Monday, 9 November 2009

One wall is down, another grows

On this day of celebration for Berlin and the world, it might seem curmudgeonly to raise the indignities of another wall. I can only say that I came back from Jerusalem infinitely more pessimistic about the possibility of any steps forward in the middle east peace process, and infinitely angrier (forgive me, my good Israeli friends) about the denial of basic human rights to Palestinians. Rory, our host, reminded me of the words in Israel's 1948 Declaration of Independence, which all too often seem to have been forgotten:

The state of Israel....will be based on freedom, justice and peace as envisaged by the prophets of Israel; it will ensure complete equality of social and political rights to all its citizens irrespective of religion, race or sex.

Well, I know that Hamas and other extremists have made it very difficult. Many Palestinians, according to those who wish them nothing but the best, are truculent and resentful even with their helpers. But how do you justify a wall that cuts off a farmer's land from his home, a playground from its school? Why are the Palestinian villages so wretchedly poor and subject to loss of vital supplies, including water, at any time? Juliette drove us around one of them at dusk, overlooking part of the wall

which is clearly visible from the Mount of Olives.

We didn't get to Bethlehem, where the wall is most obvious (it was a choice between that and Masada). So we didn't see the now-famous Banksy murals which play amusingly on freedom and repression. The most familiar image is of a child being floated aloft by a bunch of balloons. And Pavel Ryszawa put this photo on wikimedia, for which thanks.

The nearest I got was this wall in Mane Yehuda. The meaning of Tenniel's White Rabbit is unclear to me - late for what? But it's certainly striking.

Walls and divisions confront you everywhere in Jerusalem. It's odd to think that you are regularly zigzagging a now invisible green line, a very different proposition to the one in Nicosia. Tellingly, the compound which lodged thousands of jammed-together Russian pilgrims in the 19th century now houses political prisoners.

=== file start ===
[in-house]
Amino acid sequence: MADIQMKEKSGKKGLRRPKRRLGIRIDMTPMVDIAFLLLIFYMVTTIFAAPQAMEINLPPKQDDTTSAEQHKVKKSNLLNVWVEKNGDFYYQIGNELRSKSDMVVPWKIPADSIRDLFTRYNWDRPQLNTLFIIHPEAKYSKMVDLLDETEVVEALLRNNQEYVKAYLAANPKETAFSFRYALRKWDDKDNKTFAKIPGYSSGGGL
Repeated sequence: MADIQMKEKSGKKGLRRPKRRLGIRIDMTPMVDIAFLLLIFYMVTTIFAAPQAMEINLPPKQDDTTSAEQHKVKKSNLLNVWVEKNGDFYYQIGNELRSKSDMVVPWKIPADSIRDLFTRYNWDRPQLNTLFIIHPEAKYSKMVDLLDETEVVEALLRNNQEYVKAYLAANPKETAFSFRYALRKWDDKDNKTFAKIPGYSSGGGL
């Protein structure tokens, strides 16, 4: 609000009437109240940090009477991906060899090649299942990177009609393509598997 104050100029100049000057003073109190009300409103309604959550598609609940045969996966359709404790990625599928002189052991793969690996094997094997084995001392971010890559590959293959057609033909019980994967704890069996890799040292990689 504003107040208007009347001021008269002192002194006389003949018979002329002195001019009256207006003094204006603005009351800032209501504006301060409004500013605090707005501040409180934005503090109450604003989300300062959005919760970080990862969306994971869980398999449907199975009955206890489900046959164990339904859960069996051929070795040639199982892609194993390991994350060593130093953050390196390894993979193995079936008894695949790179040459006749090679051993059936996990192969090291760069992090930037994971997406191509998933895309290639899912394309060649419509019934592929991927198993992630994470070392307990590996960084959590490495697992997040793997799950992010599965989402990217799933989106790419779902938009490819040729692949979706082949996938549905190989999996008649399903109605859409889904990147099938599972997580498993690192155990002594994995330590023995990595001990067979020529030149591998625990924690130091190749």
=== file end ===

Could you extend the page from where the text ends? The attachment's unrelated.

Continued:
Of course we shouldn't forget the greatest justification of the state, represented by these walls of files in Yad Vashem's Hall of Names.

I'd like especially to remember my dear late friend Trude Winik, who in 1977 registered on the Pages of Testimony her mother Hedwig, brother Josef and sister Elisabeth, deported from Vienna to Minsk on 6 May 1942 and murdered in Treblinka.

I didn't see, in the two all-too-short hours we spent there, any record of the established zionists' harsh attitude to the Jews who flocked there after the liberation of the camps; apparently they looked down on them scornfully as 'soapies'. What the museum does splendidly celebrate, which takes one out of the morass so much misery might induce, is the triumph of the individual, both in the filmed stories of survivors - the Imperial War Museum is good on this too, as I discovered taking godson Alexander round when he was 11 - and the countless non-Jewish organisations and families who helped. Even in Poland, whose shocking percentage of deported Jews compared to every other country I'd never taken on board, a group achieved the salvation of thousands. And there was a splendid section on the Jewish men and women who joined the doughty Ukrainian and Russian partisans. One, incidentally, is the mother of a friend of our friends in Jerusalem. Since those years living in the forests, she refuses to go near a mushroom.

Anyway, the site is impressively designed, and no-one visiting Jerusalem should fail to devote as much time as possible to it.

Now I'm off to Belgrave Square to see the melting wall of ice.

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